The difference between prostitution and what I do is that we were saying 1) this is medically assisted, but 2) it’s not just about getting your money. I shouldn’t say prostitution’s all about money, but if you were just to hire an escort, she’s not necessarily going to care about getting you to a better place than when she found you, or to help you achieve whatever it is or help you learn something or help you explore something. The other thing is, she wants your repeat business. With us, we have more of a set protocol. Because emotional attachment is an issue that comes up, especially when you’re dealing with intimacy like this, there is a cap on sessions. And there’s a debrief that is supposed to happen at the end of each session, to help the clients process what’s happened and to help them process any emotional attachments that have maybe come up. And to make sure that everybody stays in a healthy space with it. It’s very client-led. The client identifies what it is that they want to explore or what it is that they want to learn or experience, and the coach is there as a guide or as a facilitator.
This service is predominantly used by men. Has anyone ever had the idea to make it accessible for women with disabilities?
We are open to women clients as well—we just don’t get calls from them as often. And it’s interesting that you’re asking this because I actually just did another interview with a PhD researcher from Toronto, and she asked the same question about how often do I see women clients. I specialize in couples. We’ve gotten calls from couples where they want a facilitator to come and give them some ideas about how they can spice things up and that kind of thing. But yeah, it doesn’t seem to happen as often.
How similar would you say your field is to forms of therapy—psychology and physical therapy?
A psychologist and a physiotherapist would not be able to deal with the sexual side of what we do without losing their license. And so they need to refer out to someone like us. Psychology comes into play just in understanding where somebody is at in their sexual journey. The physical aspect of it is obviously something that you can’t get around, either. Because that’s one of the job descriptions—we are using our bodies to experience intimacy. And so that is very therapeutic.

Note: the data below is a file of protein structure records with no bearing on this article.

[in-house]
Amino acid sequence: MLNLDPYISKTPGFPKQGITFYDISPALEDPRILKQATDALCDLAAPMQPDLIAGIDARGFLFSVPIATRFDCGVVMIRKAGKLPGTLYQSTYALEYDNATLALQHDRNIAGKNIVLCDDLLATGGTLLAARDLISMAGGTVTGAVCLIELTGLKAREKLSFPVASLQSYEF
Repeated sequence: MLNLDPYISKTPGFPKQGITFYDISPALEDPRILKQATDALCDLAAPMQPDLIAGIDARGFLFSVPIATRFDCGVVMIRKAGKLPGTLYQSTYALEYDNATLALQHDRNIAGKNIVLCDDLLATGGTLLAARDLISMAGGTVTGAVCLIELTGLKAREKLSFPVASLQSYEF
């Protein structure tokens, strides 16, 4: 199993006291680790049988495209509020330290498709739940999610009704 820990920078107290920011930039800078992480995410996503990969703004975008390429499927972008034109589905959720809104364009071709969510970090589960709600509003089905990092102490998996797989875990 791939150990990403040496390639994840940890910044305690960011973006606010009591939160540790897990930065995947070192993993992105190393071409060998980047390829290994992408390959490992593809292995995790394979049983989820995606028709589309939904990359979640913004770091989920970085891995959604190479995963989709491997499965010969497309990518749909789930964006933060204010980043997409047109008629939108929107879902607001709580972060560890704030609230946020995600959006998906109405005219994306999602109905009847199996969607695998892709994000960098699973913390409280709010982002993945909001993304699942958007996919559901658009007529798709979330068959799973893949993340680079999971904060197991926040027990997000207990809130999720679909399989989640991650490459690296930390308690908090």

I’m really passionate about breaking down the stigma around sex work period. And sex and disability is a huge part of that. I’m proud of the work that I do, and I am happy to put my name and my face to it.
Do you feel that sex surrogacy should be legalized or regulated?
I don’t think that surrogacy should be legalized because then it will be regulated. I think that decriminalization is the way to go because as long as what’s happening is happening between two consenting adults, there’s no reason anyone should be criminalized for it. All sex work should be decriminalized because it’s the easiest way for everyone to stay safe. Everyone’s getting their needs met. And everybody’s happier and healthier at the end of the day.
There is quite a debate right now about decriminalizing sex work in general. Sex and disability is a major argument. If people can understand how it makes sense for someone with disabilities to get their sexual needs met by a professional, it’s one small step away for them to understand that able-bodied people also have lots of legitimate reasons to seek out professionals to fulfill their sexual needs as well. Maybe they’re depressed, maybe they’re anxious, maybe they have social anxiety.
“All sex work should be decriminalized because it’s the easiest way for everyone to stay safe. Everyone’s getting their needs met. And everybody’s happier and healthier at the end of the day.”
What do you think Canada can learn from the Nordic model?
Canada adopted the Nordic model in 2014. That means that selling sexual services is not illegal but purchasing them is illegal. The people who implemented this think that it’s going to decrease demand and that is completely flawed. There is not ever gonna be a decrease in demand for sexual services. And the reason that that is true is because people are always going to need an outlet for sexual expression. They’re always going to seek out ways to do that, whether it’s legal or not. You’re not a criminal for purchasing a service from me that helps improve the quality of your life. I think that Canada really needs to take a look at the difference between sex trafficking and medically assisted sex and what we’re doing, what we said, what we’re talking about. There’s a big difference.